Higher education is getting more money, thanks to the latest Covid relief package. The extra funding for education comes from the $900 billion pandemic relief bill passed by Congress. A total of $82 billion have been set aside for education, with higher education getting $22.7 billion. The Covid relief changes for higher education affect Pell Grants, FASFA, and student loans.
The Covid-19 relief changes for higher education is welcome news for many. The changes make it easier to repay some loans. However, the most significant changes are that the bill helps more students from low-income families pursue higher education. Even the FAFSA form is simpler to complete, which will help many more students — traditional and non-traditional students — qualify for federal loans, grants, and scholarships.
What do the changes in the Covid relief package mean for higher education? If you’re already in college or planning to go to college in 2021, how will you benefit from the Covid relief changes? This article looks at how higher education benefits from the latest Covid relief bill.
The Impact of Covid on Higher Education
Higher education didn’t escape the devastation that the coronavirus pandemic caused. As the virus swept through the country, businesses closed, millions lost their jobs, and schools had to slash their budgets. Reports indicate that lack of funding left many colleges and universities with a financial black hole.
Of course, lockdowns and social distancing restrictions impacted on-campus life. Many students got used to learning remotely or wearing face masks in the classroom while sitting 6 feet apart. Then there are the stress and anxiety of living during a pandemic — along with the fear of catching Covid.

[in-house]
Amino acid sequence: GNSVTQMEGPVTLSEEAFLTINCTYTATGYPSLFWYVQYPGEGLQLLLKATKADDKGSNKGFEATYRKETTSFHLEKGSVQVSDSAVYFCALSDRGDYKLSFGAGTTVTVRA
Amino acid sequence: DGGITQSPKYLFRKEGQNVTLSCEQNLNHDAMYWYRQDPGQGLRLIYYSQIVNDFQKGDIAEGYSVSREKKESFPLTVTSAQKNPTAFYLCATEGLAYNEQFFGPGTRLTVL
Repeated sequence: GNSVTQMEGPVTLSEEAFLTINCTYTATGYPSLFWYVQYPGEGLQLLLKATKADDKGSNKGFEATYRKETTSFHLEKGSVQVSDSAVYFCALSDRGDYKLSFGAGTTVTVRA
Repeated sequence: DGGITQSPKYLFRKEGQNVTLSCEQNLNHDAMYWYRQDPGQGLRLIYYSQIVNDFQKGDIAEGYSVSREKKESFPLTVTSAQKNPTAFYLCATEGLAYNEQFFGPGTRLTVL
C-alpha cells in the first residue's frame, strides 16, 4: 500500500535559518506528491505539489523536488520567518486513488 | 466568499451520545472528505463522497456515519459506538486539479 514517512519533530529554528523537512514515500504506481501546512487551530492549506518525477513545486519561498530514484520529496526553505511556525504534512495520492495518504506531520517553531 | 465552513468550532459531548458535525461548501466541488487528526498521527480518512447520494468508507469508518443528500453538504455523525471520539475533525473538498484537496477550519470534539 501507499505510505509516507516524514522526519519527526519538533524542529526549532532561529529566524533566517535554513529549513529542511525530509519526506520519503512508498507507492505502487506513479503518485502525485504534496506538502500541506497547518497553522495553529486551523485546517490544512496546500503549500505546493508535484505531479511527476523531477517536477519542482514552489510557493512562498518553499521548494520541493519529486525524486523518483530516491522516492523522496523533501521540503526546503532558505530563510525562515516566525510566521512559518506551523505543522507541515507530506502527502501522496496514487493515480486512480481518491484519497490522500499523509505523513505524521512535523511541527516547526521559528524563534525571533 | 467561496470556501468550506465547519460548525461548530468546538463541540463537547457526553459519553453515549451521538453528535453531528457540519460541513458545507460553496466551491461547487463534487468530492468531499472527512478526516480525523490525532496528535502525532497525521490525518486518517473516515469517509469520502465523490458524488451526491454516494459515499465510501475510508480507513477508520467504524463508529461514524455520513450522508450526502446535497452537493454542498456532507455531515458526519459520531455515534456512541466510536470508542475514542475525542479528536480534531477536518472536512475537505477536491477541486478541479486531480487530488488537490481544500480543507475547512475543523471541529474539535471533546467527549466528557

The Coronavirus relief package for higher education came in the CARES Act. This Covid relief bill suspended student loans and fees and provided more financial aid for students. However, many of the Covid relief changes in the CARES Act only run until January 31, 2021.
Covid Relief Changes for Higher Education
In December 2020, Congress passed a bill, giving more financial help for education. The $900 billion Covid pandemic relief bill approved funding and assistance for K-12, internet access, vaccinations, student loans, and childcare. How do these changes impact higher education? Read on to find out.
Changes to the Pell Grant
Changes in the Covid relief package mean that more students will qualify for Pell Grants. The maximum Pell Grant award has been increased to give a bigger boost to financial aid. Changes in the way the Pell Grant is awarded mean that more students will receive the maximum amount.
How could these Covid changes to higher education financial aid affect you?
First, the maximum Pell Grant award is now $6,495, $150 more than the previous. Second, you automatically qualify for the full award if your family can’t contribute anything toward attending university or college.